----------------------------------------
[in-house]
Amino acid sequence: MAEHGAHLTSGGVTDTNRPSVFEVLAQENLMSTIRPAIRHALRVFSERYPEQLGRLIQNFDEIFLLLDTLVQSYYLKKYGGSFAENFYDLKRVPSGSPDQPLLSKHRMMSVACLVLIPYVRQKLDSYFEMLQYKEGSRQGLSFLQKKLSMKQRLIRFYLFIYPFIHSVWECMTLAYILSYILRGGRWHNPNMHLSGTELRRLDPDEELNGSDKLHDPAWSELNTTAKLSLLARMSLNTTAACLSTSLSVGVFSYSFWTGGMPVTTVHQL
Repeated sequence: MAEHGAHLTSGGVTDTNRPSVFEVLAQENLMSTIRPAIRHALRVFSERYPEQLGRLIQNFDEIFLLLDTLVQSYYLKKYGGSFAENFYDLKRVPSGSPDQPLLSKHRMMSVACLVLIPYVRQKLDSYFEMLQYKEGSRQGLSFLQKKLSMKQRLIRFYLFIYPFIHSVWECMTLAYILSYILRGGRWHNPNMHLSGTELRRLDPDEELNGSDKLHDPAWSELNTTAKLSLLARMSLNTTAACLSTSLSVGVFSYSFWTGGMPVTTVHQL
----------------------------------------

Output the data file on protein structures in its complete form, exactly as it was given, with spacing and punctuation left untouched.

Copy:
[in-house]
Amino acid sequence: MAEHGAHLTSGGVTDTNRPSVFEVLAQENLMSTIRPAIRHALRVFSERYPEQLGRLIQNFDEIFLLLDTLVQSYYLKKYGGSFAENFYDLKRVPSGSPDQPLLSKHRMMSVACLVLIPYVRQKLDSYFEMLQYKEGSRQGLSFLQKKLSMKQRLIRFYLFIYPFIHSVWECMTLAYILSYILRGGRWHNPNMHLSGTELRRLDPDEELNGSDKLHDPAWSELNTTAKLSLLARMSLNTTAACLSTSLSVGVFSYSFWTGGMPVTTVHQL
Repeated sequence: MAEHGAHLTSGGVTDTNRPSVFEVLAQENLMSTIRPAIRHALRVFSERYPEQLGRLIQNFDEIFLLLDTLVQSYYLKKYGGSFAENFYDLKRVPSGSPDQPLLSKHRMMSVACLVLIPYVRQKLDSYFEMLQYKEGSRQGLSFLQKKLSMKQRLIRFYLFIYPFIHSVWECMTLAYILSYILRGGRWHNPNMHLSGTELRRLDPDEELNGSDKLHDPAWSELNTTAKLSLLARMSLNTTAACLSTSLSVGVFSYSFWTGGMPVTTVHQL